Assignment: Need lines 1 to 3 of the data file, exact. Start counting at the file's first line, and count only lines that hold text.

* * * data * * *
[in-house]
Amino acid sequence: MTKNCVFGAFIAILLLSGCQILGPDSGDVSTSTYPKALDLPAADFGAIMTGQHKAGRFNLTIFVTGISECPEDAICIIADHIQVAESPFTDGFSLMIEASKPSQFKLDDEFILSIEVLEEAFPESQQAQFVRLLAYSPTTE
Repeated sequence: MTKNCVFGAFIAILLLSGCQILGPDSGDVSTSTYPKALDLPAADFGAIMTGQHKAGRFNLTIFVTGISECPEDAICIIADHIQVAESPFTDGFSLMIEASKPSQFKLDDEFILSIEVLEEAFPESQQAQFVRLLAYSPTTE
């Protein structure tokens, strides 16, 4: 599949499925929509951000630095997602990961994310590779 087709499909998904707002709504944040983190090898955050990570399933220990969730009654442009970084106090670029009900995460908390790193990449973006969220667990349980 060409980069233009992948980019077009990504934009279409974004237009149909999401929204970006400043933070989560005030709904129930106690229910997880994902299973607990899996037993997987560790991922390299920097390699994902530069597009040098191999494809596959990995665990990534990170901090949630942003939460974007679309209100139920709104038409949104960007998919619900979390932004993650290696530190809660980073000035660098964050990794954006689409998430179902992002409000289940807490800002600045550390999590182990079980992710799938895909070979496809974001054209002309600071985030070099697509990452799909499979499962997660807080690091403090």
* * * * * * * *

[in-house]
Amino acid sequence: MTKNCVFGAFIAILLLSGCQILGPDSGDVSTSTYPKALDLPAADFGAIMTGQHKAGRFNLTIFVTGISECPEDAICIIADHIQVAESPFTDGFSLMIEASKPSQFKLDDEFILSIEVLEEAFPESQQAQFVRLLAYSPTTE
Repeated sequence: MTKNCVFGAFIAILLLSGCQILGPDSGDVSTSTYPKALDLPAADFGAIMTGQHKAGRFNLTIFVTGISECPEDAICIIADHIQVAESPFTDGFSLMIEASKPSQFKLDDEFILSIEVLEEAFPESQQAQFVRLLAYSPTTE